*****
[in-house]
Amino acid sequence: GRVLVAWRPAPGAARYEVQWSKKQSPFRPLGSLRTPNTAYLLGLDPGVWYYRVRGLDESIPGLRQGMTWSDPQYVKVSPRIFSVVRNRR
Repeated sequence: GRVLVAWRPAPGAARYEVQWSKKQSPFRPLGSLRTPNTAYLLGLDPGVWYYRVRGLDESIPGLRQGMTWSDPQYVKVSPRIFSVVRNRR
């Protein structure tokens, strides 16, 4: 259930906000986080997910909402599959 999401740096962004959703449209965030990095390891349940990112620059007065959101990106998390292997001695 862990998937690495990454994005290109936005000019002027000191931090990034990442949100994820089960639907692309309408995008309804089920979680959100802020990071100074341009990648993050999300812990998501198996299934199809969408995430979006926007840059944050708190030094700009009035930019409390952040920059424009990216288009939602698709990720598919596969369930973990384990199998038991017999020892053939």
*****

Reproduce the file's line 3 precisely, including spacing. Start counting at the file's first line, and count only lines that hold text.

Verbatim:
Repeated sequence: GRVLVAWRPAPGAARYEVQWSKKQSPFRPLGSLRTPNTAYLLGLDPGVWYYRVRGLDESIPGLRQGMTWSDPQYVKVSPRIFSVVRNRR